1. True love rejoices in the work of grace wherever it is discerned. The apostle heard from Epaphras good tidings of Colossian faithfulness and firmness, and was glad, as Barnabas was glad at Antioch when he saw "the grace of God" (Acts 11:23). The Apostle John likewise says, "I rejoiced greatly that I found of thy children walking in truth" (2 John 1:4). "A holy mind can rejoice in the good things of those he warneth and reproveth."

2. Order and steadfastness are signs of soundness in the faith. These words have military associations which may have been suggested by the presence of the Praetorian soldiers with the apostle (Philippians 1:13).

(1) Order marks the outward relation of Church fellowship. The Colossians did not break rank or "walk disorderly." We are to "walk by rule" (Galatians 6:16); "to guide our feet into the ways of peace" (Luke 1:79); and generally to "order our affairs with discretion" (Psalm 112:5). As God is "a God of order," we are to do all things "discreetly and in order" (1 Corinthians 14:40).

(2) Steadfastness of faith marked their state as inwardly considered.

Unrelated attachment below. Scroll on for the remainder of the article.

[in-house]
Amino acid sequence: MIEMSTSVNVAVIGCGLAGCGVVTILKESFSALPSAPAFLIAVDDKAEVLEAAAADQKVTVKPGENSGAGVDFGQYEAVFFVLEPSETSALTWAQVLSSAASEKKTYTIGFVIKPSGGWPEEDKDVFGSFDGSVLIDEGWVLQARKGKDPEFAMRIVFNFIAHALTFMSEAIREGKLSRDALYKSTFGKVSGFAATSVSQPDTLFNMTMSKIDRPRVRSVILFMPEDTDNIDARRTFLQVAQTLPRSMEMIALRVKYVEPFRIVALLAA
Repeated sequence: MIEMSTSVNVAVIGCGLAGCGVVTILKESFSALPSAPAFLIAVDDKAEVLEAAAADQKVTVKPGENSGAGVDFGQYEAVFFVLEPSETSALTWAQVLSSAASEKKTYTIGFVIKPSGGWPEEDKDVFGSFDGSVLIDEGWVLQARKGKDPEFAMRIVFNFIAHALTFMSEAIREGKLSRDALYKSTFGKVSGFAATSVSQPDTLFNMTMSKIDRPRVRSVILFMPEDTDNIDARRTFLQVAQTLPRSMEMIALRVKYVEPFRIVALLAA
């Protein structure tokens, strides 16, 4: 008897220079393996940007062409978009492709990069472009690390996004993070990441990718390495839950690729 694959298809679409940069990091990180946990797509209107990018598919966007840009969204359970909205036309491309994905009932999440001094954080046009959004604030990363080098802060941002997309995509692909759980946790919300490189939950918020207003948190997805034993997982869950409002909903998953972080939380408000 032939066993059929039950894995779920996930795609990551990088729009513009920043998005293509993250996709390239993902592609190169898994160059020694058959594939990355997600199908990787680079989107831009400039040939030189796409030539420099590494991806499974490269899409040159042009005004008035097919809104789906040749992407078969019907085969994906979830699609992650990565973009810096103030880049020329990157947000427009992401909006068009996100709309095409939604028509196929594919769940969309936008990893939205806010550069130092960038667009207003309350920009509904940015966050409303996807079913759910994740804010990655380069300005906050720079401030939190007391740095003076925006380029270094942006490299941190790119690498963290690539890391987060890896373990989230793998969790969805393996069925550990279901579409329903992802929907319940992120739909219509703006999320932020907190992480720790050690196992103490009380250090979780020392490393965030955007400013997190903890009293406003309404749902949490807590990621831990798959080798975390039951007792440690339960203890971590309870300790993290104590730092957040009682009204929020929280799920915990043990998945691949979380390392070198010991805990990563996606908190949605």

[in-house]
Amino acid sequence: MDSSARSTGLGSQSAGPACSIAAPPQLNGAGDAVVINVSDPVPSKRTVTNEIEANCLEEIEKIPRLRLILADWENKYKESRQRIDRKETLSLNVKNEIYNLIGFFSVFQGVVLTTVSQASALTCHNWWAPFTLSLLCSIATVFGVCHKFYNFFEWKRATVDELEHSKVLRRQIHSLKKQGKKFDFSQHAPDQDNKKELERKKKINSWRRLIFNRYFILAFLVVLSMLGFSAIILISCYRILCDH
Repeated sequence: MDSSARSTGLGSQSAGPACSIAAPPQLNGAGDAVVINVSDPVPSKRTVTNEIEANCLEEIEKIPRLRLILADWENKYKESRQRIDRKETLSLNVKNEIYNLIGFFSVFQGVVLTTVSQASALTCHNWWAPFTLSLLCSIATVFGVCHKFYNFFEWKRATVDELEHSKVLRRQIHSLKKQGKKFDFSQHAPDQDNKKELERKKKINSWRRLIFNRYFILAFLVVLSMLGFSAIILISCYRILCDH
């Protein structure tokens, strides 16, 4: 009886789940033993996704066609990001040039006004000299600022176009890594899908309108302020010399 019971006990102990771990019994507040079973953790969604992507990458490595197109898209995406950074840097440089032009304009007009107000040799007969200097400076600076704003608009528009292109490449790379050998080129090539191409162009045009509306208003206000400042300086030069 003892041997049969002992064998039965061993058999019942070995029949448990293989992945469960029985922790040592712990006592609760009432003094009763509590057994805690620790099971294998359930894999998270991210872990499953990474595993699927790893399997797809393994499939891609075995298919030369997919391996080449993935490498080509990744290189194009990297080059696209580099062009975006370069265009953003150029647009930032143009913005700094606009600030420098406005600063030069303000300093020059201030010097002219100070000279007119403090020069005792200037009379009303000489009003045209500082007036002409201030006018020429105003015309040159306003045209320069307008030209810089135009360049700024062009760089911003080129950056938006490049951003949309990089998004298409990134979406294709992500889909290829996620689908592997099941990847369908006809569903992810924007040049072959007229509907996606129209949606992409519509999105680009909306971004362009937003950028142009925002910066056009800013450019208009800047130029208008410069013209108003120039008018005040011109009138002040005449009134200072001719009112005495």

(a) This must always be our principle of resistance to the devil; "Whom resist, steadfast in the faith" (1 Peter 5:9).

(b) It is necessary to our success in prayer, for we are to pray "in faith, without wavering" (James 1:6).

(c) It is the means of our greater victory over, the world (1 John 5:4).

(d) It is, above all, our surest protection against errorists (Jude 1:3).

(e) It causes good men to rejoice. "Now we live if ye stand fast in the Lord" (1 Thessalonians 2:8). - T. C.







Though I be absent in the flesh.
I. A POWER THAT IS COMMON TO MAN AS MAN. "Though I be absent... spirit." Here is a power of going forth from the body — visiting distant scenes and taking an interest in them. This power we are always using. Our minds are ever away somewhere — they move with lightning rapidity across oceans, continents, and even worlds; they span the ages in a moment. We thank God for this power. Brutes have it not; it makes us indepen dent of time and space, and gives to life an eternal freshness and an infinite variety.